An open letter has been submitted to the Bill and Melinda Gates Foundation, Dr. Wendy White from Iowa State University and the Human Institutional Review Board of Iowa State University expressing fierce opposition to the human feeding trials taking place at Iowa State University involving genetically modified (GM) bananas. The letter was submitted by the Alliance for Food Sovereignty in Africa (AFSA) which is a Pan African platform comprising civil society networks and farmer organisations working towards food sovereignty. Touted as a ‘Super Banana’ the GM banana has been genetically modified to contain extra beta-carotene, and is being tested on young female students from Iowa State University. More than 120 organisations from around the world support the letter in condemming the GM banana. Bridget Mugambe, a Ugandan and AFSA Policy Advocate, described them as “an insult to our food, to our culture, to us as a nation”, while Dr. Million Belay, AFSA Coordinator, said “Africa and Africans should not be used as justification for promoting the interest of companies and their cohorts. We do not need GM crops in this changing climate. What we need is the diversity in our crops and the knowledge associated with them”.

Gut bacteria link with Parkinson’s

A new study by the Michael J Fox Foundation for Parkinson’s Research has suggested that Parkinson’s disease sufferers have a different microbiota in their intestines than their healthy counterparts. The study discovered 2 things of interest, patients with Parkinson's have much less bacteria from the Prevotellaceae family, and the amount of bacteria from the Enterobacteriaceae family in the intestine was connected to the degree of severity of balance and walking problems in the patients. The more Enterobacteriaceae they had, the more severe the symptoms. The researchers have yet to fully understand what these findings mean but DMSc Filip Scheperjans, neurologist at the Neurology Clinic of the Helsinki University Hospital (HUCH), commented on it being “an interesting question which we are trying to answer”. The researchers hope their discoveries could be used to develop a diagnostic method that would improve early diagnosis and ultimately find a way, by focusing on gut microbiota, to treat or even prevent Parkinson's.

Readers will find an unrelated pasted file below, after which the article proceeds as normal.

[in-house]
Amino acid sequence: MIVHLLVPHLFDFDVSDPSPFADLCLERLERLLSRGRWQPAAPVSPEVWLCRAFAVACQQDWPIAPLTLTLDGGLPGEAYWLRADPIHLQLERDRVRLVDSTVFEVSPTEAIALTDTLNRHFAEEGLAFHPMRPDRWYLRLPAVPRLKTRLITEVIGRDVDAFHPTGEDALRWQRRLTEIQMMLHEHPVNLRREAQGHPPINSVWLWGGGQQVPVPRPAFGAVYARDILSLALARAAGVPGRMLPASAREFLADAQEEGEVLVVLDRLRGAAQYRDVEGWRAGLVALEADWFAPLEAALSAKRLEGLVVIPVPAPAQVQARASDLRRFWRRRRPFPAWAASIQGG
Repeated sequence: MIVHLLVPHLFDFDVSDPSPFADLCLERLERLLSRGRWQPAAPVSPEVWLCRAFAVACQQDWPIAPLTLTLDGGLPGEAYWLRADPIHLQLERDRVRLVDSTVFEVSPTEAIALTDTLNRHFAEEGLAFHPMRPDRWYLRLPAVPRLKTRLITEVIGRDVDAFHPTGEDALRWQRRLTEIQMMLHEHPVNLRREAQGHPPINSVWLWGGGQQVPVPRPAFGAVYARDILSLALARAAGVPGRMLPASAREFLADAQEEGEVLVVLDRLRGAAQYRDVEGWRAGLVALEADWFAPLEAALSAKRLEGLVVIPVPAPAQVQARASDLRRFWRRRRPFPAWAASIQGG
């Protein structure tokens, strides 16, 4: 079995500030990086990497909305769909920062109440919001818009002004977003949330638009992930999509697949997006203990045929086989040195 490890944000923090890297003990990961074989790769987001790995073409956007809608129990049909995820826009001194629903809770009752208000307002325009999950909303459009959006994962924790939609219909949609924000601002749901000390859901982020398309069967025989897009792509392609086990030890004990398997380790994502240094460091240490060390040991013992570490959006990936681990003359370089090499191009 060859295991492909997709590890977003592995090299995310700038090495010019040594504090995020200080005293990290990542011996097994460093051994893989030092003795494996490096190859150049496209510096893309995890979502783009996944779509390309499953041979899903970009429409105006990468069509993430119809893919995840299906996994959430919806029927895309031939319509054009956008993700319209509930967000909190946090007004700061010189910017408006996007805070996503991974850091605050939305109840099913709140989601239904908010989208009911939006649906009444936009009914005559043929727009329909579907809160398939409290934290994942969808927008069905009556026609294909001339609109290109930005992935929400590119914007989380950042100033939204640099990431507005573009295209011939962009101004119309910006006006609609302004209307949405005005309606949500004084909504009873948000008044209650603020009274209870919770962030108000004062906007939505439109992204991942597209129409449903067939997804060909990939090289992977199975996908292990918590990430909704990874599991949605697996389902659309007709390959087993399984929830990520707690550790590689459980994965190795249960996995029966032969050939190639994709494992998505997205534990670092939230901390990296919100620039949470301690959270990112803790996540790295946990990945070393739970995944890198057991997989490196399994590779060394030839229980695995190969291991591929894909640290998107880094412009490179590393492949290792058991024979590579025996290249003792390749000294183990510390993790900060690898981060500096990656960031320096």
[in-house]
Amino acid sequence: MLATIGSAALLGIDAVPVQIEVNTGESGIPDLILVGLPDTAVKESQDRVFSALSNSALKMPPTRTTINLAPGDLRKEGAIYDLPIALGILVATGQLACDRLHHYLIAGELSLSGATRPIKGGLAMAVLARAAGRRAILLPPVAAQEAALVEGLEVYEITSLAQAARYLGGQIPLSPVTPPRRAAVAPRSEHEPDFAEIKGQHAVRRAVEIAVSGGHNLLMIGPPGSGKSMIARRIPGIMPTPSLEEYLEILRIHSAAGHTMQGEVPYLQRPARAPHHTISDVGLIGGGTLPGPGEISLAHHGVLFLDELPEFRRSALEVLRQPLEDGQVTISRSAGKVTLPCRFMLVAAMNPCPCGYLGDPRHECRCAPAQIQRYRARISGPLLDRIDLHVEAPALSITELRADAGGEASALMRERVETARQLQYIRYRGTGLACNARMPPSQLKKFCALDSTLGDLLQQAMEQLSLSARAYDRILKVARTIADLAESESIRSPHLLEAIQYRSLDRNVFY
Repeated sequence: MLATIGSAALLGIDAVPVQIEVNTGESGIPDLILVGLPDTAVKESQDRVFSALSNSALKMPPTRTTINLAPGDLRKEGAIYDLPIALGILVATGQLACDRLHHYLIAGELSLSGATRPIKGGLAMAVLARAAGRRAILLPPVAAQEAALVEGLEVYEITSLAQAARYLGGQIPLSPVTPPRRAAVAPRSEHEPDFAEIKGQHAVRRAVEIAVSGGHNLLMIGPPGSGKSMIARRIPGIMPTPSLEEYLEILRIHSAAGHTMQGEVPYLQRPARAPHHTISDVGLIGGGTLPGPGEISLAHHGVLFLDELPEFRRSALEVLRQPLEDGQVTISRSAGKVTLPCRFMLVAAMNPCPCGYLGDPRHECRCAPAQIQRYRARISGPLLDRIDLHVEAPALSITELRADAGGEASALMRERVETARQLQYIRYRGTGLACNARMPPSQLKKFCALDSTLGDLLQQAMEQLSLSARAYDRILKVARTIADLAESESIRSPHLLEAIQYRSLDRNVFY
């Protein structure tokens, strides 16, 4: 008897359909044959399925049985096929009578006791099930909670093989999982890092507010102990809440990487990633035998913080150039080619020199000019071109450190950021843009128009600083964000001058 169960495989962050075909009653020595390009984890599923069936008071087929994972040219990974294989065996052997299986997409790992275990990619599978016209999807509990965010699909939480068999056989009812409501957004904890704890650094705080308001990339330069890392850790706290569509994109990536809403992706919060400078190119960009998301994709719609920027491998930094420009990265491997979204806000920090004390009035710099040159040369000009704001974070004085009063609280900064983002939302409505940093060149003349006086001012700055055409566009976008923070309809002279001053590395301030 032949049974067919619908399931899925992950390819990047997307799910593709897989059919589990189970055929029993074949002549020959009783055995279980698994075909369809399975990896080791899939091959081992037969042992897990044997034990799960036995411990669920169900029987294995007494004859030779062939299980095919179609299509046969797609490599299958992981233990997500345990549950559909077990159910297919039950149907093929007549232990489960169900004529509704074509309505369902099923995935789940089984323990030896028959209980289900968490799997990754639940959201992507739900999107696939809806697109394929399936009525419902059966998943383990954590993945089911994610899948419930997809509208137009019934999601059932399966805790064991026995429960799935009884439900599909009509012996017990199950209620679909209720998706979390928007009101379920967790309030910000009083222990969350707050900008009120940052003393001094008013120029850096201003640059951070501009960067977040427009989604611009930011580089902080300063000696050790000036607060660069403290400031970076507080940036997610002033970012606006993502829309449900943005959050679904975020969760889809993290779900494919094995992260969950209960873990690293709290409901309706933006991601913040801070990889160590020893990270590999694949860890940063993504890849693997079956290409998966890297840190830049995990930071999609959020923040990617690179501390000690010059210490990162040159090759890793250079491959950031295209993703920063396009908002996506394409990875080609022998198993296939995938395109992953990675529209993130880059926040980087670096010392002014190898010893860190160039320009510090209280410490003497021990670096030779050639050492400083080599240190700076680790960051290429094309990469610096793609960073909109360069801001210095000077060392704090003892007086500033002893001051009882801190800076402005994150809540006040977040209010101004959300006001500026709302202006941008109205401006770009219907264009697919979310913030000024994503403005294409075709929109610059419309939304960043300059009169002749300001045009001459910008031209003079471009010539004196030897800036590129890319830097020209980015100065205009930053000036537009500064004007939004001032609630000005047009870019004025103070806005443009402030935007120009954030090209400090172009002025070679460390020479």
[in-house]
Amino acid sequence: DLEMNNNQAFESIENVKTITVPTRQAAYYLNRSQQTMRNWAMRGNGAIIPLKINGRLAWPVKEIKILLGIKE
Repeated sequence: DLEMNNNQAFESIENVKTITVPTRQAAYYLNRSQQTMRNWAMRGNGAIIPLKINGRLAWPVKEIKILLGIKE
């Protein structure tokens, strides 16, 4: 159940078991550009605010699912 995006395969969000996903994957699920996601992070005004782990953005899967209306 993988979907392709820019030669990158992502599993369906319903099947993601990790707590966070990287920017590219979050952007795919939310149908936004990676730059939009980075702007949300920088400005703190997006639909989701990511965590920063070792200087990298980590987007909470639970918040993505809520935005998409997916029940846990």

Half of the UK is on drugs